YOUNG VOICES

'A Piece Of Cloth Doesn't Turn Someone Into An Extremist'; Muslim Youths On May-Gove Trojan Horse Row

05/06/2014 16:11 BST | Updated 06/06/2014 08:59 BST
David Cheskin/PA Archive
Women hold a protest outside the French Embassy in Edinburgh, to demonstrate against he French President Jacques Chirac's decision to push for a law banning the wearing of headscarves in schools. 12/04/2004: Schools in England and Wales must not follow the example of France and ban Muslim girls from wearing the hijab, or veil, in class, teachers were arguing Monday April 12 2004. The call came during debates about racism and the rise of the British National Party in some parts of the country at the National Union of Teachers annual conference in Harrogate.

Birmingham's Islamic community is being "bullied into submission," say Muslim youths, who have weighed in on the very public spat between Michael Gove and Theresa May over an Islamic extremist "plot" to take over schools.

May's letter, in response to one sent by the education secretary, which has not been published, stated: "We do.. need to recognise that many moderate Muslims, as well as people of other religions, believe that covering one’s hair is a religious requirement and some parents will therefore want their children to do so.

"The text on dress requirements should therefore not be part of the extremism definition.."

SEE ALSO: Muslim Students Banned From Wearing Veils, Niqabs, For 'Safety' At Birmingham College

When Did Michael Gove Become The Government's Expert On Muslims Or Extremism?

The public is still in the dark as to what Gove's letter contained, however young Muslims have voiced their concerns over the implications of the home secretary's response, as well as the controversial 'Trojan Horse' plot.

"It is incredibly worrying," says Sofia Ahmed, an international relations student at Birmingham University, told The Huffington Post UK. "Gove represents the views of a small minority of neo-cons that disguise their Islamophobia by using anti extremism as a smokescreen.

"Last year when a college in Birmingham tried to ban the Nikab there was an uproar. I organised a protest which mobilised hundreds of people of the Muslim faith and others who felt that the measures imposed on Muslim students were discriminatory.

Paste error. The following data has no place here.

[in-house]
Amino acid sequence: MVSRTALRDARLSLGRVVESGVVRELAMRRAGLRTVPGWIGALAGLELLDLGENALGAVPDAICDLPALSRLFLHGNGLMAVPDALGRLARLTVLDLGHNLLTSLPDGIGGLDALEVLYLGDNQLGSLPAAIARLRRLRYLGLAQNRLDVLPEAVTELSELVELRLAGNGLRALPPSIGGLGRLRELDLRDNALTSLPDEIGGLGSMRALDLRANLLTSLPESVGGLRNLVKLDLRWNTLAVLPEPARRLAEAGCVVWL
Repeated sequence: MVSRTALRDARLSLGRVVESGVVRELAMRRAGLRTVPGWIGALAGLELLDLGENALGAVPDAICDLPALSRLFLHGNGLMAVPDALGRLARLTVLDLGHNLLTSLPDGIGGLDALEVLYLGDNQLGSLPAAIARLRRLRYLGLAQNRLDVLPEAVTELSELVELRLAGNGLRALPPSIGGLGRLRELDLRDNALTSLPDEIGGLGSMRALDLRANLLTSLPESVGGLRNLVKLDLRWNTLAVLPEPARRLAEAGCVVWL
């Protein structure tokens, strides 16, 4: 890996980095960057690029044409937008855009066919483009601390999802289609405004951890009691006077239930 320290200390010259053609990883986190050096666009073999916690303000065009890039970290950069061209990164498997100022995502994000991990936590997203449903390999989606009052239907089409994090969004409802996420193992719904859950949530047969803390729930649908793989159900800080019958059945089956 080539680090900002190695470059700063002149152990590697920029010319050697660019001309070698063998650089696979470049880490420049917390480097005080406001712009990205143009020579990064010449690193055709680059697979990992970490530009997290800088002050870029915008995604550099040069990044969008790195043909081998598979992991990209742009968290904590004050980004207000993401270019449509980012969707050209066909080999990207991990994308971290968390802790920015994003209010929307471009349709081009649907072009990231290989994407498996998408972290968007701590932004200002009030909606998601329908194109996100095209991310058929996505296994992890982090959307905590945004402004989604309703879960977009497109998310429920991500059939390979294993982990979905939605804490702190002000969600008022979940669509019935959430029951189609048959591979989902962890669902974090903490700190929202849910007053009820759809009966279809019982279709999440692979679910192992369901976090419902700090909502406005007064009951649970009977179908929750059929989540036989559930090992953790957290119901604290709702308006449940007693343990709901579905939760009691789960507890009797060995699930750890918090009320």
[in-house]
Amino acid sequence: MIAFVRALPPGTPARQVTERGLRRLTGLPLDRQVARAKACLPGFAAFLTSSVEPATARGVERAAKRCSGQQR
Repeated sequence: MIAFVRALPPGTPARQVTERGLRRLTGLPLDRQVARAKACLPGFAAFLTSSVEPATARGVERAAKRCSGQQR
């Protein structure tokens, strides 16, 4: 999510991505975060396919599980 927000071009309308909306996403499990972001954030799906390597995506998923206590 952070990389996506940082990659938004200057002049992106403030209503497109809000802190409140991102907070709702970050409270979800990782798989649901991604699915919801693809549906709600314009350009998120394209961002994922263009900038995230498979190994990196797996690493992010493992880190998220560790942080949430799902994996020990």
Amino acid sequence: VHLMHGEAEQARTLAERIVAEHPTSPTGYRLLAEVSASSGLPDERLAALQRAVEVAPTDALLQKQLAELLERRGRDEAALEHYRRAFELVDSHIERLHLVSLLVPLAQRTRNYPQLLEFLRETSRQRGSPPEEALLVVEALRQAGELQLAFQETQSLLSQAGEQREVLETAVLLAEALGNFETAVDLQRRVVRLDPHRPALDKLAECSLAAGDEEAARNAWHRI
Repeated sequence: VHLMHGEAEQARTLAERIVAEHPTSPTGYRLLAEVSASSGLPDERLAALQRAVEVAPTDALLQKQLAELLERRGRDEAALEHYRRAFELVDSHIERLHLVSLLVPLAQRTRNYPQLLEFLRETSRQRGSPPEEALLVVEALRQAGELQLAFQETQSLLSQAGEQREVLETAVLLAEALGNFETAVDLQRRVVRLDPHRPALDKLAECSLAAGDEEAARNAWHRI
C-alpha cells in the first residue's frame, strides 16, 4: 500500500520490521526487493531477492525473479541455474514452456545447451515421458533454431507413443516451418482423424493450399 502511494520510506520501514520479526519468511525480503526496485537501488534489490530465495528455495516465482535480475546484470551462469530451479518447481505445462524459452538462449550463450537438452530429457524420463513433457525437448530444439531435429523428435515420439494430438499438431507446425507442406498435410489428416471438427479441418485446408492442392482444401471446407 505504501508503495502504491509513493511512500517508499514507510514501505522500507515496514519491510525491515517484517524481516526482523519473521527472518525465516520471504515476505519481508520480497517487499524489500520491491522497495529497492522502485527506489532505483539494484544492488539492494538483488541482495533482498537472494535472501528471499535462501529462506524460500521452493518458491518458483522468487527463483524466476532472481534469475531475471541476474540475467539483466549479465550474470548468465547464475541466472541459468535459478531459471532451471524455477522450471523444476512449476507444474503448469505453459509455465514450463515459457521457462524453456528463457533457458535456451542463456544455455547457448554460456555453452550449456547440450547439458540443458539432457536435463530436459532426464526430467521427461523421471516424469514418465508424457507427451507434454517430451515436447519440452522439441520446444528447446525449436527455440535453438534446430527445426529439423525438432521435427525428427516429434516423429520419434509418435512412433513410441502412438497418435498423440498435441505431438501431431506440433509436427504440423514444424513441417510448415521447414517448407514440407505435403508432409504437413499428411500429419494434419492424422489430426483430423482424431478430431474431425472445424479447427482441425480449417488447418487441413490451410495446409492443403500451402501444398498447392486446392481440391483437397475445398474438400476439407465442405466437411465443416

"The whole Trojan horse debacle is nothing but an attempt at bullying a community in to submission. As usual the political elite home in on the obvious by linking extremism with a piece of cloth.

"A piece of cloth does not turn someone into an extremist."

Ibrahim Ali, vice president of student affairs at the Federation of Student Islamic Societies (FOSIS), told HuffPost UK he was "extremely concerned" over Gove's apparent views.

"He appears to have projected his extreme ideals of what constitutes freedom of choice to wear religious symbols.

"He has, from what has been reported, grossly abuse his position by cyclically exploiting the 'Trojan' horse investigation into a warped American-style neo-conservative approach to religious symbols.

I think there must be a review as to how the Education Secretary could be allowed to insist religious headwear could constitute a sign of extremism.

"This could have a significant impact on the rights and freedoms of people in Britain."

Following the publication of May's letter, which somewhat overshadowed the Queen's speech on Wednesday, David Cameron intervened in an attempt to cool rising tensions in the cabinet.

In a statement last night, both Gove and May said they were "working together" on the alleged plot by hardline Islamists to seize control of classrooms in six Birmingham schools.

Conservative Party chairman Grant Shapps also sought to cool hot heads, insisting such exchanges of views were "a perfectly normal part of government and is absolutely right".

In a letter to her fellow Cabinet minister, May said concerns had been raised about the "inability" of local and central government to tackle the alleged plot. She also questioned whether Gove's department was warned about the allegations in 2010 and asked: "If so, why did nobody act?"

A spokesperson for the Department for Education said: "The Secretary of State does not support a ban on religious headwear for pupils in all state-funded schools."